Sometimes, a few hidden units create associations that, over time, provide most of the predictive power, forcing the network to ignore the rest.

This is called co-adaptation, and it prevents networks from generalizing appropriately.

Read 7 tweets
21 Oct
I always get Normalization and Standardization mixed up.

But they are different.

Notes about them and why do we care.

Feature scaling is key for a lot of Machine Learning algorithms to work well.

We always want all of our data on the same scale.

Imagine we are working with a dataset of workers.

"Age" will range between 16 and 90.
"Salary" will range between 15,000 and 150,000.

Huge disparity!

Salary will dominate any comparisons because of its magnitude.

We can fix that by scaling both features.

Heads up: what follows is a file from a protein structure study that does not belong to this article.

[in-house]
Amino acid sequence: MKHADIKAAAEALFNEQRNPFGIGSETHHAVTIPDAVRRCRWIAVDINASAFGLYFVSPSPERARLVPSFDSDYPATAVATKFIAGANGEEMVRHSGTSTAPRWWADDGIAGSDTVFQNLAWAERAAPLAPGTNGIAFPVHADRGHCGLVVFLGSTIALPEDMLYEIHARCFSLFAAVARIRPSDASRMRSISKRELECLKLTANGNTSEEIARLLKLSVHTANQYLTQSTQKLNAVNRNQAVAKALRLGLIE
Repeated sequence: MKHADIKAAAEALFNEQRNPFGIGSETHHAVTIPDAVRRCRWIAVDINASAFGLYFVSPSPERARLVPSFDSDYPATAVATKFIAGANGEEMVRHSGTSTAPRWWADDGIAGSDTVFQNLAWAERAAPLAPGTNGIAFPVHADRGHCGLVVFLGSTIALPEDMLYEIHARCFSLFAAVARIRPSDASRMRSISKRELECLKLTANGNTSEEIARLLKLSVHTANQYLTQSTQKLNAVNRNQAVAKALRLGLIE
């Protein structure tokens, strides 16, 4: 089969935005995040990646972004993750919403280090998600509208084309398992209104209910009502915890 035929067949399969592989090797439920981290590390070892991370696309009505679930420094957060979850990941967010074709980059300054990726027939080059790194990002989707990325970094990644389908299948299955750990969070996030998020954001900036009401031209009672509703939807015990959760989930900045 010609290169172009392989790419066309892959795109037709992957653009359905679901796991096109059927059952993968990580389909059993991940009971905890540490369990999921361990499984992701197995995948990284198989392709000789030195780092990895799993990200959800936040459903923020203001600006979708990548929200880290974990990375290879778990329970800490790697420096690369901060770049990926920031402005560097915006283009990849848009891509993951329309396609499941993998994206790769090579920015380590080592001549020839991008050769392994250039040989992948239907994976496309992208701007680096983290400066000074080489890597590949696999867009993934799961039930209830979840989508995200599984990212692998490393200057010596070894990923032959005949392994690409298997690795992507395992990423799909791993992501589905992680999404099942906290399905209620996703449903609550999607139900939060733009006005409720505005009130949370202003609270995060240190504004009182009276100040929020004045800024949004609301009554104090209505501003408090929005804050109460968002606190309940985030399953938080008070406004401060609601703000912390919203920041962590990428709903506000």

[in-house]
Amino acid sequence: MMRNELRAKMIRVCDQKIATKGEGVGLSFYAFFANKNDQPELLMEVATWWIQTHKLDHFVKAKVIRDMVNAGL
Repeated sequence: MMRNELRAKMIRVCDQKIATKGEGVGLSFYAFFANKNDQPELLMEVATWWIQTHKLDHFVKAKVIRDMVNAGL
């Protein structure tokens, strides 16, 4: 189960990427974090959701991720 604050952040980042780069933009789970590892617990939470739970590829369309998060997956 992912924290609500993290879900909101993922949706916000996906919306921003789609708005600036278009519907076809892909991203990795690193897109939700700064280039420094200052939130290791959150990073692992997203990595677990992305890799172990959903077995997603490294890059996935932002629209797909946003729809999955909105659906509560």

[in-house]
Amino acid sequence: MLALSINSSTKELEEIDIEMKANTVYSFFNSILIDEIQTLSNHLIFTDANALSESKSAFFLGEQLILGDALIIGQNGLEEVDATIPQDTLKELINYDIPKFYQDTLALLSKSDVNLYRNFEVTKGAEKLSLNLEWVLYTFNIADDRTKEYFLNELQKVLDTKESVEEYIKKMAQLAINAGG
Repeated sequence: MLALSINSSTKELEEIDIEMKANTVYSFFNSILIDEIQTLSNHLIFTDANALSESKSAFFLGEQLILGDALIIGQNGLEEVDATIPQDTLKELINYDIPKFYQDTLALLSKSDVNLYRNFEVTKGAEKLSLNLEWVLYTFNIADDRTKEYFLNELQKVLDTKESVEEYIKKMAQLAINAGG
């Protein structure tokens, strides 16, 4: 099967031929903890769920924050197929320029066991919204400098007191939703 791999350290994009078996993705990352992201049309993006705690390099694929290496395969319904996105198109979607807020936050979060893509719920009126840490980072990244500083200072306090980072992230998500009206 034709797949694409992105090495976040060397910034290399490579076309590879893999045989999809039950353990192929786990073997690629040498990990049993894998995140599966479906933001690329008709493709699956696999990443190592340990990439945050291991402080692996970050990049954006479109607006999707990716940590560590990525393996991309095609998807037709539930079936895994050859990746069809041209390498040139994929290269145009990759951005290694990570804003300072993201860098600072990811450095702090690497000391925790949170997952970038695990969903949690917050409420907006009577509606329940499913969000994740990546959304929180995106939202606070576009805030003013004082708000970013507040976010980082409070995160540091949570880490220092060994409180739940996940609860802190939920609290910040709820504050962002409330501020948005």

Read 7 tweets
20 Oct
I'm a full-on AI proponent.

But I really don't like the idea of facial recognition software.

This is why.

▫️It violates our right to privacy

Do you really want thousands of photos with your face stored in hundreds of databases all over the place?

Photos that will be automatically tagged with your personal information.

And you won't have any control over this.

▫️Lack of regulations makes this scary.

Who will be able to use this? Do we have to give consent? Can we trust this? How is this information going to be used? With what purposes?

Are we gonna get tracked every time, everywhere?

Read 9 tweets

Did Thread Reader help you today?

Support us! We are indie developers!

This site is made by just two indie developers on a laptop doing marketing, support and development! Read more about the story.

Become a Premium Member ($3/month or $30/year) and get exclusive features!

Become Premium

Too expensive? Make a small donation by buying us coffee ($5) or help with server cost ($10)

Donate via Paypal Become our Patreon

Thank you for your support!

Follow Us on Twitter!